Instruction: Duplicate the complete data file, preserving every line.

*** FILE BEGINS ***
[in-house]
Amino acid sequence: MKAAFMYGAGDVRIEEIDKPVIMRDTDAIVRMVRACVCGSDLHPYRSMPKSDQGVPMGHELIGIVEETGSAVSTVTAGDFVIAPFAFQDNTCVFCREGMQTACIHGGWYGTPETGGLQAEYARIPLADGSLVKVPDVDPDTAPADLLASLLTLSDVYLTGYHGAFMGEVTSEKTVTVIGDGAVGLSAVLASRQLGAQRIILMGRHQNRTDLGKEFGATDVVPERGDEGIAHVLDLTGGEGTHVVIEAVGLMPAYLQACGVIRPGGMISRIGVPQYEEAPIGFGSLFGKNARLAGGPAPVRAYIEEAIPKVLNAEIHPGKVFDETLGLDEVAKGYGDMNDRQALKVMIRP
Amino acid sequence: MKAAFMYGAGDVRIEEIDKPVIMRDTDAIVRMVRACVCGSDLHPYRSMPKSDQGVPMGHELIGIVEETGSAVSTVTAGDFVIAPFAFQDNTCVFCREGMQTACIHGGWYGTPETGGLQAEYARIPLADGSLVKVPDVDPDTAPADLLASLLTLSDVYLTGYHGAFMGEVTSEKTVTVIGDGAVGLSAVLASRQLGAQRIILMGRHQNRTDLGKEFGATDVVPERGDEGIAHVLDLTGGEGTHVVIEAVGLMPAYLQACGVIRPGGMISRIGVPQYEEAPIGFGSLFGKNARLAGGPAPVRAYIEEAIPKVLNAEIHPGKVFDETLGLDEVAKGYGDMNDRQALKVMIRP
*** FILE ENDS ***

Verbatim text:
[in-house]
Amino acid sequence: MKAAFMYGAGDVRIEEIDKPVIMRDTDAIVRMVRACVCGSDLHPYRSMPKSDQGVPMGHELIGIVEETGSAVSTVTAGDFVIAPFAFQDNTCVFCREGMQTACIHGGWYGTPETGGLQAEYARIPLADGSLVKVPDVDPDTAPADLLASLLTLSDVYLTGYHGAFMGEVTSEKTVTVIGDGAVGLSAVLASRQLGAQRIILMGRHQNRTDLGKEFGATDVVPERGDEGIAHVLDLTGGEGTHVVIEAVGLMPAYLQACGVIRPGGMISRIGVPQYEEAPIGFGSLFGKNARLAGGPAPVRAYIEEAIPKVLNAEIHPGKVFDETLGLDEVAKGYGDMNDRQALKVMIRP
Amino acid sequence: MKAAFMYGAGDVRIEEIDKPVIMRDTDAIVRMVRACVCGSDLHPYRSMPKSDQGVPMGHELIGIVEETGSAVSTVTAGDFVIAPFAFQDNTCVFCREGMQTACIHGGWYGTPETGGLQAEYARIPLADGSLVKVPDVDPDTAPADLLASLLTLSDVYLTGYHGAFMGEVTSEKTVTVIGDGAVGLSAVLASRQLGAQRIILMGRHQNRTDLGKEFGATDVVPERGDEGIAHVLDLTGGEGTHVVIEAVGLMPAYLQACGVIRPGGMISRIGVPQYEEAPIGFGSLFGKNARLAGGPAPVRAYIEEAIPKVLNAEIHPGKVFDETLGLDEVAKGYGDMNDRQALKVMIRP